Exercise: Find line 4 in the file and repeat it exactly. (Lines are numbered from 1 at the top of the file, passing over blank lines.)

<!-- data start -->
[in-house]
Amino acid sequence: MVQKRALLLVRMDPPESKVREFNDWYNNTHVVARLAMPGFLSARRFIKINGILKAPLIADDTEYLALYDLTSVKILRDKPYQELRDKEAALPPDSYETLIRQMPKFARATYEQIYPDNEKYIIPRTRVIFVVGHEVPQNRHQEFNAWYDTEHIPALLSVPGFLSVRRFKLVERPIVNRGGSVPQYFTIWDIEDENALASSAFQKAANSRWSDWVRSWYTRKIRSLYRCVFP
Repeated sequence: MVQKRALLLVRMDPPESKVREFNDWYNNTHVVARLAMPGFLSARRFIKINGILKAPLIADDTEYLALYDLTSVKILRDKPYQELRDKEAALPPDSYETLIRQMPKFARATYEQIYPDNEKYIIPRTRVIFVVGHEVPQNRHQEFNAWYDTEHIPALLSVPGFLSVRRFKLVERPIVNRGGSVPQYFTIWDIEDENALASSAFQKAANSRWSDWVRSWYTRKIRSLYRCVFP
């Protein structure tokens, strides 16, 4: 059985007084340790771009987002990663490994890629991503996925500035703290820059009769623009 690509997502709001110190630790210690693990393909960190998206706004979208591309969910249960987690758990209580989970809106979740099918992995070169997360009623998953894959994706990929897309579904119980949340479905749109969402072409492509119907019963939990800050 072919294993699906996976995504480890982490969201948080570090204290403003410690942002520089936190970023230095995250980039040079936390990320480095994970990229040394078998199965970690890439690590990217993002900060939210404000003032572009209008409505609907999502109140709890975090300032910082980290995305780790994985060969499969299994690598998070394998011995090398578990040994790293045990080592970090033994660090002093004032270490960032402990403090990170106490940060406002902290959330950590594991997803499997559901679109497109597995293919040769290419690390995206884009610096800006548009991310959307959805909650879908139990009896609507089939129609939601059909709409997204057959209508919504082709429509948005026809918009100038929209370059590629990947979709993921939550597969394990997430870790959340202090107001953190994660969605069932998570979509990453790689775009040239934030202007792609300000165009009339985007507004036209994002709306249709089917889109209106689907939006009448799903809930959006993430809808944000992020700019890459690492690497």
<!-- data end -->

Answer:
């Protein structure tokens, strides 16, 4: 059985007084340790771009987002990663490994890629991503996925500035703290820059009769623009 690509997502709001110190630790210690693990393909960190998206706004979208591309969910249960987690758990209580989970809106979740099918992995070169997360009623998953894959994706990929897309579904119980949340479905749109969402072409492509119907019963939990800050 072919294993699906996976995504480890982490969201948080570090204290403003410690942002520089936190970023230095995250980039040079936390990320480095994970990229040394078998199965970690890439690590990217993002900060939210404000003032572009209008409505609907999502109140709890975090300032910082980290995305780790994985060969499969299994690598998070394998011995090398578990040994790293045990080592970090033994660090002093004032270490960032402990403090990170106490940060406002902290959330950590594991997803499997559901679109497109597995293919040769290419690390995206884009610096800006548009991310959307959805909650879908139990009896609507089939129609939601059909709409997204057959209508919504082709429509948005026809918009100038929209370059590629990947979709993921939550597969394990997430870790959340202090107001953190994660969605069932998570979509990453790689775009040239934030202007792609300000165009009339985007507004036209994002709306249709089917889109209106689907939006009448799903809930959006993430809808944000992020700019890459690492690497």